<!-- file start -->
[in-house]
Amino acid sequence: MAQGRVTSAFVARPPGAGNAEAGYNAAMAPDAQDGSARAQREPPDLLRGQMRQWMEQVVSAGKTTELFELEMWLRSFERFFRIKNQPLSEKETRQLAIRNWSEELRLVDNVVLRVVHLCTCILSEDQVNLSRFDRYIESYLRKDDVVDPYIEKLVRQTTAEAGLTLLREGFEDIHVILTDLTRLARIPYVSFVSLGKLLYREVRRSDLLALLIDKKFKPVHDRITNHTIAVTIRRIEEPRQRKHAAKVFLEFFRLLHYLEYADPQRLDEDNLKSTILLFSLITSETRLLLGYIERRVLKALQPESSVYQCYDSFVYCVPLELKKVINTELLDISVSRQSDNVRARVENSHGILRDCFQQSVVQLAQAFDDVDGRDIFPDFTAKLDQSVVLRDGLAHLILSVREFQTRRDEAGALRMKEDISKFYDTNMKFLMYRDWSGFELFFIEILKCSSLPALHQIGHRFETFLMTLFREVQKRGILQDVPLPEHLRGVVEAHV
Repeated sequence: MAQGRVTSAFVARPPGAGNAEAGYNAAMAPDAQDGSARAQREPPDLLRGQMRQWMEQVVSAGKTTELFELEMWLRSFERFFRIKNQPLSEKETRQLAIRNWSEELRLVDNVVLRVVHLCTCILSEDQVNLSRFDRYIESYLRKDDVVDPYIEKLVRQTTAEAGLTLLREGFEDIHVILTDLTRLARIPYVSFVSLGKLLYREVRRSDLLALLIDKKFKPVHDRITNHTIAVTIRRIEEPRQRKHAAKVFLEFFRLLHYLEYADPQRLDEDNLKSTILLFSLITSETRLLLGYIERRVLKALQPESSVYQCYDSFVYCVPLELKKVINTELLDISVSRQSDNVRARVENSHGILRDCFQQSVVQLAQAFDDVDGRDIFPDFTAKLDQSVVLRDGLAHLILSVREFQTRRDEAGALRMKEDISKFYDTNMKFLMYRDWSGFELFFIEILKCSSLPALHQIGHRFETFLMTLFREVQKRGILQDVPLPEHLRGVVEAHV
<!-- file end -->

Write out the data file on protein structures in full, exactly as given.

[in-house]
Amino acid sequence: MAQGRVTSAFVARPPGAGNAEAGYNAAMAPDAQDGSARAQREPPDLLRGQMRQWMEQVVSAGKTTELFELEMWLRSFERFFRIKNQPLSEKETRQLAIRNWSEELRLVDNVVLRVVHLCTCILSEDQVNLSRFDRYIESYLRKDDVVDPYIEKLVRQTTAEAGLTLLREGFEDIHVILTDLTRLARIPYVSFVSLGKLLYREVRRSDLLALLIDKKFKPVHDRITNHTIAVTIRRIEEPRQRKHAAKVFLEFFRLLHYLEYADPQRLDEDNLKSTILLFSLITSETRLLLGYIERRVLKALQPESSVYQCYDSFVYCVPLELKKVINTELLDISVSRQSDNVRARVENSHGILRDCFQQSVVQLAQAFDDVDGRDIFPDFTAKLDQSVVLRDGLAHLILSVREFQTRRDEAGALRMKEDISKFYDTNMKFLMYRDWSGFELFFIEILKCSSLPALHQIGHRFETFLMTLFREVQKRGILQDVPLPEHLRGVVEAHV
Repeated sequence: MAQGRVTSAFVARPPGAGNAEAGYNAAMAPDAQDGSARAQREPPDLLRGQMRQWMEQVVSAGKTTELFELEMWLRSFERFFRIKNQPLSEKETRQLAIRNWSEELRLVDNVVLRVVHLCTCILSEDQVNLSRFDRYIESYLRKDDVVDPYIEKLVRQTTAEAGLTLLREGFEDIHVILTDLTRLARIPYVSFVSLGKLLYREVRRSDLLALLIDKKFKPVHDRITNHTIAVTIRRIEEPRQRKHAAKVFLEFFRLLHYLEYADPQRLDEDNLKSTILLFSLITSETRLLLGYIERRVLKALQPESSVYQCYDSFVYCVPLELKKVINTELLDISVSRQSDNVRARVENSHGILRDCFQQSVVQLAQAFDDVDGRDIFPDFTAKLDQSVVLRDGLAHLILSVREFQTRRDEAGALRMKEDISKFYDTNMKFLMYRDWSGFELFFIEILKCSSLPALHQIGHRFETFLMTLFREVQKRGILQDVPLPEHLRGVVEAHV